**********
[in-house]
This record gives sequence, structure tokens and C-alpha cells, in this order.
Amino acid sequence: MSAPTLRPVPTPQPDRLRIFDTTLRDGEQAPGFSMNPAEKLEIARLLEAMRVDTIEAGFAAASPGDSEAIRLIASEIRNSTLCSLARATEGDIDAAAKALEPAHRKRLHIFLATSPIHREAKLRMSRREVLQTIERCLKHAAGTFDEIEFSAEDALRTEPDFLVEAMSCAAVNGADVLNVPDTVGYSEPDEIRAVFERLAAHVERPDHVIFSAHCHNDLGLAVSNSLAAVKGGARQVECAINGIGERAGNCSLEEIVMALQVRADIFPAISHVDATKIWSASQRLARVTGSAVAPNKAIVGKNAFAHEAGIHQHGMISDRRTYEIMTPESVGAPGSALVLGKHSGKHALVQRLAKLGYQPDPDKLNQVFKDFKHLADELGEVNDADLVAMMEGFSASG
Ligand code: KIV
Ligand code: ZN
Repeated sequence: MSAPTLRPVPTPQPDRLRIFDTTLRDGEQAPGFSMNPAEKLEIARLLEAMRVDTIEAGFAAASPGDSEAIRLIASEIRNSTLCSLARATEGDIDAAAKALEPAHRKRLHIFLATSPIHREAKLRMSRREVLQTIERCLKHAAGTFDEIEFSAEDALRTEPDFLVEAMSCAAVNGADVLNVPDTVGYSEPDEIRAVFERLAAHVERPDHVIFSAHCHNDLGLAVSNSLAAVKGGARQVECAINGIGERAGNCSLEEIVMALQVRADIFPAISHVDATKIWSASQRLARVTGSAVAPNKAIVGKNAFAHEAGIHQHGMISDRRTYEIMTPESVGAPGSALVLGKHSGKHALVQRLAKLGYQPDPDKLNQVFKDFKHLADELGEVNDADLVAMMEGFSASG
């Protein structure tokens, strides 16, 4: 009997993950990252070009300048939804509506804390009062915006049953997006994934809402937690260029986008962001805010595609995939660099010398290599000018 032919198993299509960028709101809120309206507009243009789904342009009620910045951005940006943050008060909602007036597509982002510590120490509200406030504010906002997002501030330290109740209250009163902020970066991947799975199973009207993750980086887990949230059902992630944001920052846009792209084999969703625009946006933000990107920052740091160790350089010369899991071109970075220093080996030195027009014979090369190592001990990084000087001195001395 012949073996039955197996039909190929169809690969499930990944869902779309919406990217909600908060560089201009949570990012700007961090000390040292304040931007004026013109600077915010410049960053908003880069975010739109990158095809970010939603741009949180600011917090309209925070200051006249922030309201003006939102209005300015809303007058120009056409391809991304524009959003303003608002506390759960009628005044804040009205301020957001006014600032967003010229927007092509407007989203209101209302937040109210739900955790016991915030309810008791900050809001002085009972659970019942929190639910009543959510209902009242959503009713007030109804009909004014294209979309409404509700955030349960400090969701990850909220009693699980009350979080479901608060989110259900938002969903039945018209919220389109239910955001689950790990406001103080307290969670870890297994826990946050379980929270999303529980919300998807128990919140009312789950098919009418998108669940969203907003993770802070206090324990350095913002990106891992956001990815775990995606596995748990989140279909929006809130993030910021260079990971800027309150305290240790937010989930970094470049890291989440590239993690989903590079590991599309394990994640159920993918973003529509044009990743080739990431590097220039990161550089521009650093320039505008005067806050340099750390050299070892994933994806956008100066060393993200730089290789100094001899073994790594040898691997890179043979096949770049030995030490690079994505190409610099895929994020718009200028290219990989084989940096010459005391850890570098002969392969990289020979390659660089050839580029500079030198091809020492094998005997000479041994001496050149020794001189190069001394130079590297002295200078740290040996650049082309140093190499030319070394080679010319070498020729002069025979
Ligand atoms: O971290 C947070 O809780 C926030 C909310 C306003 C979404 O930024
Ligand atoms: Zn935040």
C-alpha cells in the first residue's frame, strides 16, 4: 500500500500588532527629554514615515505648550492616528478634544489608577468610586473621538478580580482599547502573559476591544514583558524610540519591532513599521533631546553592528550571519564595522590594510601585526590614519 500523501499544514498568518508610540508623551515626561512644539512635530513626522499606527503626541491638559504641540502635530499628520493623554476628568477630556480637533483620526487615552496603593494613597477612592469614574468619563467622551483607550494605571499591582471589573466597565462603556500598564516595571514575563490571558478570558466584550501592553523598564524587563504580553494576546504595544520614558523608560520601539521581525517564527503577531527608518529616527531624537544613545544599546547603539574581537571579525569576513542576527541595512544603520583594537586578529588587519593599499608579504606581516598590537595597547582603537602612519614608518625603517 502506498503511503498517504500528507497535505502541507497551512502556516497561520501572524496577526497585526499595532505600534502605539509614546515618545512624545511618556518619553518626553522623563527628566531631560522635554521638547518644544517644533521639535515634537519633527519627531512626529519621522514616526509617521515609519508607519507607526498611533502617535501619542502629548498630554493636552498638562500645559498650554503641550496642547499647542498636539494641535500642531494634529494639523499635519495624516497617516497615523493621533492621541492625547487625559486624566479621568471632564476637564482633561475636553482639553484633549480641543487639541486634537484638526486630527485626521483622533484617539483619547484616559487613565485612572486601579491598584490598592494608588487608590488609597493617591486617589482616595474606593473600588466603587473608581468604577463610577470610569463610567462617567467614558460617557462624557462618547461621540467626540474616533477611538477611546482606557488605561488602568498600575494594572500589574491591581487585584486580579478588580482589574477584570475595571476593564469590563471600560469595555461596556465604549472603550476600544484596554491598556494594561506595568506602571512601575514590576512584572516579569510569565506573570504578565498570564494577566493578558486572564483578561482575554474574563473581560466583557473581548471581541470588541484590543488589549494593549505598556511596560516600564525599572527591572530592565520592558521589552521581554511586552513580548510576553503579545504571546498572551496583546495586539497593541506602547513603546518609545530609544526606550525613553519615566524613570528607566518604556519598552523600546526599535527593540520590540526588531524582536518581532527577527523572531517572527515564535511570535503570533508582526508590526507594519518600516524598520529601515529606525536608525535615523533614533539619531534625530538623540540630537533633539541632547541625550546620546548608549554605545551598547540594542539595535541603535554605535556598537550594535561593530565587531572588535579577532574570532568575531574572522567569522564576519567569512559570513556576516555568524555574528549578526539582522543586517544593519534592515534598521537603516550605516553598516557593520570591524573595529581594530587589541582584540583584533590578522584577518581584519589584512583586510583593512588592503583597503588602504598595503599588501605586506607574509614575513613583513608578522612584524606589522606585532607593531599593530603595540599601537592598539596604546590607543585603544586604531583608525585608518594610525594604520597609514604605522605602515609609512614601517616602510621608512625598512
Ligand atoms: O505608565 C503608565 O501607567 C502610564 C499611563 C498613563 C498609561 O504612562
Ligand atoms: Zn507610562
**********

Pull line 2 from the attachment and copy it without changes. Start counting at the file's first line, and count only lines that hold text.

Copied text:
This record gives sequence, structure tokens and C-alpha cells, in this order.